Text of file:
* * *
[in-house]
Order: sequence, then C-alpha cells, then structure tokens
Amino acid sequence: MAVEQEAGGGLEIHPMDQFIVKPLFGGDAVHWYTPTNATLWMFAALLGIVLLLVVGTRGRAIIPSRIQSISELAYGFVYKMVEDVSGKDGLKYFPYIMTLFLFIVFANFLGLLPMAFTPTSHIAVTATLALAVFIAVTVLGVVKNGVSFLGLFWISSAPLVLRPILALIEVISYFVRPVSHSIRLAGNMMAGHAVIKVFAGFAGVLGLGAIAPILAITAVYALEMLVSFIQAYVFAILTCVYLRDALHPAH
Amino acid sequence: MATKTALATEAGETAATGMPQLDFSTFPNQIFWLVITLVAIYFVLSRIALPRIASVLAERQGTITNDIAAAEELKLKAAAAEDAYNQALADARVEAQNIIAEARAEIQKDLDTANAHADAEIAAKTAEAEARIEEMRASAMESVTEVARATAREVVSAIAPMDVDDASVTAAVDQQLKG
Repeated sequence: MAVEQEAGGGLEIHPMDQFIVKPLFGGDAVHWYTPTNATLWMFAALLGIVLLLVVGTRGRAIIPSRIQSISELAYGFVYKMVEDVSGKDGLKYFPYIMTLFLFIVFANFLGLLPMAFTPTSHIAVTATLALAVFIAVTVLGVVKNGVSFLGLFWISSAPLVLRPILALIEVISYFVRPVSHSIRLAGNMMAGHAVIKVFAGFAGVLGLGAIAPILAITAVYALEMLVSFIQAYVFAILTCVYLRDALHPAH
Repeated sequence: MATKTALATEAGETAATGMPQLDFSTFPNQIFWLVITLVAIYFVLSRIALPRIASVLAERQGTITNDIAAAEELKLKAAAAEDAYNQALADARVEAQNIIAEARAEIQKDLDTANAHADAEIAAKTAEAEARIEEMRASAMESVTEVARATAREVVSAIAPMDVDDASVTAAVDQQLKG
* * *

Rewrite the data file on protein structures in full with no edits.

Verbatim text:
[in-house]
Order: sequence, then C-alpha cells, then structure tokens
Amino acid sequence: MAVEQEAGGGLEIHPMDQFIVKPLFGGDAVHWYTPTNATLWMFAALLGIVLLLVVGTRGRAIIPSRIQSISELAYGFVYKMVEDVSGKDGLKYFPYIMTLFLFIVFANFLGLLPMAFTPTSHIAVTATLALAVFIAVTVLGVVKNGVSFLGLFWISSAPLVLRPILALIEVISYFVRPVSHSIRLAGNMMAGHAVIKVFAGFAGVLGLGAIAPILAITAVYALEMLVSFIQAYVFAILTCVYLRDALHPAH
Amino acid sequence: MATKTALATEAGETAATGMPQLDFSTFPNQIFWLVITLVAIYFVLSRIALPRIASVLAERQGTITNDIAAAEELKLKAAAAEDAYNQALADARVEAQNIIAEARAEIQKDLDTANAHADAEIAAKTAEAEARIEEMRASAMESVTEVARATAREVVSAIAPMDVDDASVTAAVDQQLKG
Repeated sequence: MAVEQEAGGGLEIHPMDQFIVKPLFGGDAVHWYTPTNATLWMFAALLGIVLLLVVGTRGRAIIPSRIQSISELAYGFVYKMVEDVSGKDGLKYFPYIMTLFLFIVFANFLGLLPMAFTPTSHIAVTATLALAVFIAVTVLGVVKNGVSFLGLFWISSAPLVLRPILALIEVISYFVRPVSHSIRLAGNMMAGHAVIKVFAGFAGVLGLGAIAPILAITAVYALEMLVSFIQAYVFAILTCVYLRDALHPAH
Repeated sequence: MATKTALATEAGETAATGMPQLDFSTFPNQIFWLVITLVAIYFVLSRIALPRIASVLAERQGTITNDIAAAEELKLKAAAAEDAYNQALADARVEAQNIIAEARAEIQKDLDTANAHADAEIAAKTAEAEARIEEMRASAMESVTEVARATAREVVSAIAPMDVDDASVTAAVDQQLKG